BY RICHARD HEAP:
“We think the UK can move faster than a lot of other countries.”
Matt Allen is confident. The impact of the Covid-19 pandemic on the world economy might slow the shift to electric vehicles, due to drops in consumer confidence and oil prices.
But Allen, co-founder and chief executive of battery storage and EV charging infrastructure firm Pivot Power, is confident in the UK’s long-term prospects.
“Around 65%-80% of all Europe’s wind comes through UK shores. That’s a fantastic resource… and there are some great pockets of solar irradiation around the country. On top of that, it’s a relatively small country that is population dense,” he says. “It is by no means easy, but it’s much easier than other countries than are much larger.”
Using renewables and energy storage to support an electric vehicle storage network is Pivot Power’s main business focus in the next two years. Energy Storage Report spoke to him to find out more about that plan, whether the strategy is being affected by the acquisition by EDF Renewables, and its flexibility around revenue streams.
Pivot Power last month ordered two 50MW lithium-ion battery storage systems from Finnish manufacturer Wärtsilä to support the first two schemes in that EV charging network, in Oxford suburb Cowley and Kemsley in Kent.
Construction is due to start next month despite the UK’s Covid-19 lockdown, and they are due to be operational by the end of 2020. Pivot Power plans to build 2GW of storage for the UK grid.
Allen says that Cowley is the more significant of the two projects.
Pivot Power is working with consortium partners and Oxford City Council to develop a scheme called Energy Superhub Oxford, which is set to showcase innovative energy storage, EV charging and low-carbon heat systems.
Allen calls this Pivot Power’s “ground zero” to make sure it can replicate the model across the UK. The Superhub is set to include a hybrid battery that supports a 10km EV charging network in east Oxford.
He says there are similarities between this and Pivot’s previous work, which included the installation of a 3MW battery storage system at Arsenal Football Club’s Emirates Stadium last year.
He explains: “The 10,000 ft view of what it is doing is essentially very similar to what these large front-of-the-meter 50MW batteries will be doing. That is looking at pricing signals and opportunities to collect during cheap times and discharge during more expensive periods. There are other opportunities for behind-the-meter for avoiding transmission Triad times and distribution costs, and different uses of electricity.”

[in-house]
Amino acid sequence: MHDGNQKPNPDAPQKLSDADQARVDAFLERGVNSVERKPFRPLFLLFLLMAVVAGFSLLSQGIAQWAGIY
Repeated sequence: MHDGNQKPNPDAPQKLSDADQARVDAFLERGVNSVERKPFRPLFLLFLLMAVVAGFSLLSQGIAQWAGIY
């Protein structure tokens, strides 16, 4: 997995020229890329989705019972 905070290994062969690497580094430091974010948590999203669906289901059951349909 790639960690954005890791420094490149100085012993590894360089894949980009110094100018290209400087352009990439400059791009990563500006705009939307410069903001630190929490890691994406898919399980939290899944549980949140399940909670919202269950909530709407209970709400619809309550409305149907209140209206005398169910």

Allen is excited by the wide range of potential revenue streams for storage projects: “The day ahead, the intra-day, the balancing mechanism, ancillary services, capacity market – there are lots of different products and services we will be able to provide or have access to, and a big part of our job is to make strategic decisions over time,” he says.
It doesn’t just have itself to think about when making those decisions. In November, EDF Renewables bought Pivot Power for an undisclosed sum to support its rollout of renewables in the UK. It is still relatively early days, but Allen is positive on the relationship so far.
“In the UK, EDF has gone from zero megawatts to over a gigawatt of renewables deployed in a relatively short period of time, and with incredible ambitions moving forward to increase that number substantially,” he says. This means that intermittent renewables in EDF’s portfolio will need access to Pivot Power’s storage capabilities.
Allen adds that EDF is “one of those few companies that really understands the core fundamentals of the renewable power market” and has been “really supportive” since the buyout: “They’ve been hands on and added a tremendous amount of value.”
This tie-up between EDF Renewables and Pivot Power is a microcosm of how the renewable energy and energy storage industries rely on the other for growth. More renewables on the grid means more intermittency that storage can manage, but also more price arbitrage opportunities created by that volatility for storage operators.
“The wind doesn’t always blow, the sun doesn’t always shine, and there are different price signals in the market to reflect that,” he says. “That’s where they come together with a vision of what we are trying to achieve, which is a net-zero electricity system.”
However long the current upheaval lasts, that goal remains.